130 - Biomechanical Analysis of S2AI Fixation in Long Posterior Fusion Const...

General Session: Biomechanics

Presented by: L. Ferrara - View Audio/Video Presentation (Members Only)

Author(s):

C. Sutterlin(1), A. Field(2,3), A. Freeman(4), L. Ferrara(5)

(1) LifeHealthCare, Sydney, NSW, Australia
(2) Auckland City Hospital, Auckland, New Zealand
(3) Starship Children's Hospital, Auckland, New Zealand
(4) Fortus Medical, Minneapolis, MN, United States
(5) OrthoKinetic Technologies, Southport, NC, United States

Abstract

Summary: The biomechanical performance of long posterior fusion constructs was assessed comparing L5/S1 support with axial interbody fusion (AIF), TLIF and S2 alar-iliac (S2AI) screws, +/- crosslinks, and measuring L5/S1 ROM and rod strain and S1 screw strain. S2AI constructs were stiffer than other constructs and provided greater offloading of S1 screws, especially in lateral bending and axial torsion. Crosslinks improved performance in axial torsion.

Hypothesis: S2AI screws improve stiffness across L5/S1 and offload S1 screws in long posterior constructs, compared with pedicle screws alone and with TLIF or AIF. Design: Cadaveric biomechanical analysis.

Introduction: S1 screw failure and L5/S1 non-union are issues with long fusions to S1. Improved construct stiffness and S1 screw offloading can help avoid this. S2AI screws have been shown to provide similar stiffness to iliac screws when added to L3- S1 constructs. Comparison with L5/S1 interbody support, and analysis of S2AI effect on rod and S1 screw strain, have not previously been performed.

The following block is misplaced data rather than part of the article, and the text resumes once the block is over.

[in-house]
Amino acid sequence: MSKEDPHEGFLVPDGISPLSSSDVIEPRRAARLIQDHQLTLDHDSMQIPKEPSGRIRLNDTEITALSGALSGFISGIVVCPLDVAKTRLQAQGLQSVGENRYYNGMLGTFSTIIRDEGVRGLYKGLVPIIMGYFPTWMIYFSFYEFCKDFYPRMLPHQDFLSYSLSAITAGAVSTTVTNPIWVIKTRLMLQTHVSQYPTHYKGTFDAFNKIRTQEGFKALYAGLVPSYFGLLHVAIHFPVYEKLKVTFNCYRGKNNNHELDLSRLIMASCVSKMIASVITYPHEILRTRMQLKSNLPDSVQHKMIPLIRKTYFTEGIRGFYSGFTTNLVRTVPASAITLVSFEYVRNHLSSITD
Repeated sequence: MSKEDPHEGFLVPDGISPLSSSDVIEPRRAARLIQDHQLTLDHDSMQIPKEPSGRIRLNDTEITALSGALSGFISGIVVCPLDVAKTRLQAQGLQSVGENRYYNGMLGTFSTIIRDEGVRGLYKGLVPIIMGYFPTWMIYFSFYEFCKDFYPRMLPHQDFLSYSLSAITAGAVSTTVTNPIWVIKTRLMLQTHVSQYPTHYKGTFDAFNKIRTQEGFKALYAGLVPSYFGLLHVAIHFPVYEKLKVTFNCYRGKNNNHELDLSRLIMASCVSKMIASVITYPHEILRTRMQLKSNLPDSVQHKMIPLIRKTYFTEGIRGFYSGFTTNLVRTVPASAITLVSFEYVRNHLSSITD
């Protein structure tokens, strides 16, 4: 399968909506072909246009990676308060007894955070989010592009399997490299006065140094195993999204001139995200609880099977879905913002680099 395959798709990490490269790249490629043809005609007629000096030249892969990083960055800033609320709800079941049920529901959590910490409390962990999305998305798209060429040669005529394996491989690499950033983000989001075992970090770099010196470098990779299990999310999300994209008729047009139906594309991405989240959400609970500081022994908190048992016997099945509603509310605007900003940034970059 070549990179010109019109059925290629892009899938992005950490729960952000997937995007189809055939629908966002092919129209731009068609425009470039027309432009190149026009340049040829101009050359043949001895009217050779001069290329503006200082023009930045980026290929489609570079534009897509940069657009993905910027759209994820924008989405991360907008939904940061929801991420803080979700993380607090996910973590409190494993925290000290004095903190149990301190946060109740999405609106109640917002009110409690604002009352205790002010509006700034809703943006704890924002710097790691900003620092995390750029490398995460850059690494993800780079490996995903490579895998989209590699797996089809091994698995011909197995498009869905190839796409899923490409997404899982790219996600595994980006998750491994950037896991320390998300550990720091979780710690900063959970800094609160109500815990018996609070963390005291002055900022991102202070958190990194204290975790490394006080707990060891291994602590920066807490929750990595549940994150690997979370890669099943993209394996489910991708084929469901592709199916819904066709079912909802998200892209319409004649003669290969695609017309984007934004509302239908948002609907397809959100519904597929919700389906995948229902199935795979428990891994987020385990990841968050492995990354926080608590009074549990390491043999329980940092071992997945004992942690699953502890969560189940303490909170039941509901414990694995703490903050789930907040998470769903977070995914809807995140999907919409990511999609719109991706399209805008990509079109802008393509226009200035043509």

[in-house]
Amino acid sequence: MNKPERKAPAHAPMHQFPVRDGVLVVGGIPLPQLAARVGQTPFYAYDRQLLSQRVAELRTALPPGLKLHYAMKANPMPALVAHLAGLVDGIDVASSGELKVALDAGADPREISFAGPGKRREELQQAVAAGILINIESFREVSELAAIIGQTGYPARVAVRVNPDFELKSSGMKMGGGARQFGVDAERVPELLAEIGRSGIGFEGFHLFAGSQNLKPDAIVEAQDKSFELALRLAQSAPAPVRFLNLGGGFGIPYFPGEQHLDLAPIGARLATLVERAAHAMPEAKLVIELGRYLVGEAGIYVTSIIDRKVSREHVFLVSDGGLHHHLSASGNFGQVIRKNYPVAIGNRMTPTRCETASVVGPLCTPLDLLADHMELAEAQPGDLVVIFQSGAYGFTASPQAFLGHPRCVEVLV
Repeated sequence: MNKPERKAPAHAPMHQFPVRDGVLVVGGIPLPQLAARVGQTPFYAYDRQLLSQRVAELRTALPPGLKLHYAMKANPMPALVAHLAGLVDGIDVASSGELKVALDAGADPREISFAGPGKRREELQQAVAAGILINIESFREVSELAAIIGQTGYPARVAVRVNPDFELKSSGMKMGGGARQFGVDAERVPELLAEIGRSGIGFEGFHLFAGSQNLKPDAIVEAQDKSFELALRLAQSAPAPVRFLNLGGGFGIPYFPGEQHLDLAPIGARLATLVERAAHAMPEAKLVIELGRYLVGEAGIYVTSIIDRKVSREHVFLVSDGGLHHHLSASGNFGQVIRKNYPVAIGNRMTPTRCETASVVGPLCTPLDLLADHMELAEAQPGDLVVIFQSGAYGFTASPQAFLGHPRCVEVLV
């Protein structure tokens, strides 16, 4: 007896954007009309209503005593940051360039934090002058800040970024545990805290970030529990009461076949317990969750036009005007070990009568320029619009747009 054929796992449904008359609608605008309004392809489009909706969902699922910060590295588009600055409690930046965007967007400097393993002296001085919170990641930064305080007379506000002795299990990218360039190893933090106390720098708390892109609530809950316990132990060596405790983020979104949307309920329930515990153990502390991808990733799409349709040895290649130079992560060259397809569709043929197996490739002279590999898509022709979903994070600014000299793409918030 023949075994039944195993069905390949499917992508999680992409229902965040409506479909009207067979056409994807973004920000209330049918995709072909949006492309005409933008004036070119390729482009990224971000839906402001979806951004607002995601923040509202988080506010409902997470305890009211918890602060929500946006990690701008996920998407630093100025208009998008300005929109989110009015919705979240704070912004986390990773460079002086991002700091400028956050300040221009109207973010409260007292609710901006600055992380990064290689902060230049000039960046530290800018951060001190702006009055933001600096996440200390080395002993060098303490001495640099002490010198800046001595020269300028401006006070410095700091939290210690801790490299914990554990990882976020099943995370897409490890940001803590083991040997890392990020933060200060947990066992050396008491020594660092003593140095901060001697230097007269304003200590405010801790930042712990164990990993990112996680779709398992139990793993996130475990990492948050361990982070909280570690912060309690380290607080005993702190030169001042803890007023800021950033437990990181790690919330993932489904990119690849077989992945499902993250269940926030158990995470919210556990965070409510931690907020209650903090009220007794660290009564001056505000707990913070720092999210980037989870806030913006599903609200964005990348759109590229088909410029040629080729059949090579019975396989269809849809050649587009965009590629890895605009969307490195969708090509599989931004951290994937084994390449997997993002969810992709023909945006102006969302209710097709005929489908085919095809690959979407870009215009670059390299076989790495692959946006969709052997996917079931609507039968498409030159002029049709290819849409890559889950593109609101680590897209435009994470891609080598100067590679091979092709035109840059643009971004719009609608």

Methods: Two S1 screws and one rod with strain gages (at L5/S1) were used in L2-S1 screw-rod constructs in 7 L1-pelvis specimens (two with low BMD). ROM, S1 screw and rod strain were assessed using a pure-moment flexibility testing protocol. Specimens were tested intact, and then in five instrumentation states consisting of 1) Pedicle Screws alone from L2-S1, 2) Pedicle screws L2-S1 and S2AI screws, 3) Pedicle screws L2-S1 and TLIF L5/S1, 4) Pedicle screws L2-S1 and AIF L5/S1, 5) Pedicle screws L2-S1 and S2AI screws and AIF L5/S1. The five instrumentation conditions were also tested with crosslinks at L2/3 and S1/2. Tests were conducted in flexion-extension, lateral bending and axial torsion with no compressive preload. Motion was tracked using a non-contact camera-based motion measurement system with simultaneous acquisition of strain data.

Results: Range of motion: Flexion/extension: all constructs were stiffer than PS; those constructs with S2AI, TLIF and AIF were equivalent; combined S2AI/AIF was stiffest. Lateral bending: S2AI constructs were stiffer than all others. Axial torsion: crosslinks had the greatest effect on stiffness, also some effect from S2AI screws. Strain: S1 offloading was greatest with S2AI and AIF in flexion/extension. Lateral bending: S2AI constructs were only ones that offloaded S1 screws. Axial torsion: greatest offloading with crosslink and with S2AI. Rod strain in flexion increased at L5/S1 with S2AI screws compared to other constructs.

Conclusion: S2AI screws provide improved stiffness and S1 screw offloading in all planes compared with constructs without S2AI screws. Adding crosslinks increases axial torsion stiffness. Addition of S2AI screws to a long posterior construct increases stiffness and offloads S1 screws compared with constructs without S2AI screws +/- interbody support.